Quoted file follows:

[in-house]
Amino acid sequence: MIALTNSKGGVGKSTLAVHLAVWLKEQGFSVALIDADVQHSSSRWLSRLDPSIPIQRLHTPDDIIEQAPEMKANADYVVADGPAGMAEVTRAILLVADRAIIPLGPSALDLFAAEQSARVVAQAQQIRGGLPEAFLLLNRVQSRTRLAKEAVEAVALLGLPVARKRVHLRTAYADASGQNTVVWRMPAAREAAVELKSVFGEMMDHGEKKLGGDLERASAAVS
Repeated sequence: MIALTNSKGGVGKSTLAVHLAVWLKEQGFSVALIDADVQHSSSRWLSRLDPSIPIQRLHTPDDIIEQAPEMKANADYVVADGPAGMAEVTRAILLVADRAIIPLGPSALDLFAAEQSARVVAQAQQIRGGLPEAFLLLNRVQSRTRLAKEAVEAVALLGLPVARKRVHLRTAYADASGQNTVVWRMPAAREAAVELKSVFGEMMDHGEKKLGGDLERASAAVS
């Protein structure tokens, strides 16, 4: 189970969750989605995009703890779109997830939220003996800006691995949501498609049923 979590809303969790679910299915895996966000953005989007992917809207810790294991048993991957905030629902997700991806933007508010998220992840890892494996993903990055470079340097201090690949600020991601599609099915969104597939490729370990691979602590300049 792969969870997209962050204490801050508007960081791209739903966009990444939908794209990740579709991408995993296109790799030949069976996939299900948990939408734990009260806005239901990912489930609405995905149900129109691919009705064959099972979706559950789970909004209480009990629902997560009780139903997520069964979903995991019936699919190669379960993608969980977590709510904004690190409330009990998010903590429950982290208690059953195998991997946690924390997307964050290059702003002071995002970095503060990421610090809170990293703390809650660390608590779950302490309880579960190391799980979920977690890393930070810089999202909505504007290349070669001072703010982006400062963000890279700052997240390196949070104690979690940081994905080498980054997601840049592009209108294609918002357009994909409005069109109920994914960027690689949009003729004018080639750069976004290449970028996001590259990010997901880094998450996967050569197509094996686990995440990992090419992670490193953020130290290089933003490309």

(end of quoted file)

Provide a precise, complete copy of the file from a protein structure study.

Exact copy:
[in-house]
Amino acid sequence: MIALTNSKGGVGKSTLAVHLAVWLKEQGFSVALIDADVQHSSSRWLSRLDPSIPIQRLHTPDDIIEQAPEMKANADYVVADGPAGMAEVTRAILLVADRAIIPLGPSALDLFAAEQSARVVAQAQQIRGGLPEAFLLLNRVQSRTRLAKEAVEAVALLGLPVARKRVHLRTAYADASGQNTVVWRMPAAREAAVELKSVFGEMMDHGEKKLGGDLERASAAVS
Repeated sequence: MIALTNSKGGVGKSTLAVHLAVWLKEQGFSVALIDADVQHSSSRWLSRLDPSIPIQRLHTPDDIIEQAPEMKANADYVVADGPAGMAEVTRAILLVADRAIIPLGPSALDLFAAEQSARVVAQAQQIRGGLPEAFLLLNRVQSRTRLAKEAVEAVALLGLPVARKRVHLRTAYADASGQNTVVWRMPAAREAAVELKSVFGEMMDHGEKKLGGDLERASAAVS
């Protein structure tokens, strides 16, 4: 189970969750989605995009703890779109997830939220003996800006691995949501498609049923 979590809303969790679910299915895996966000953005989007992917809207810790294991048993991957905030629902997700991806933007508010998220992840890892494996993903990055470079340097201090690949600020991601599609099915969104597939490729370990691979602590300049 792969969870997209962050204490801050508007960081791209739903966009990444939908794209990740579709991408995993296109790799030949069976996939299900948990939408734990009260806005239901990912489930609405995905149900129109691919009705064959099972979706559950789970909004209480009990629902997560009780139903997520069964979903995991019936699919190669379960993608969980977590709510904004690190409330009990998010903590429950982290208690059953195998991997946690924390997307964050290059702003002071995002970095503060990421610090809170990293703390809650660390608590779950302490309880579960190391799980979920977690890393930070810089999202909505504007290349070669001072703010982006400062963000890279700052997240390196949070104690979690940081994905080498980054997601840049592009209108294609918002357009994909409005069109109920994914960027690689949009003729004018080639750069976004290449970028996001590259990010997901880094998450996967050569197509094996686990995440990992090419992670490193953020130290290089933003490309």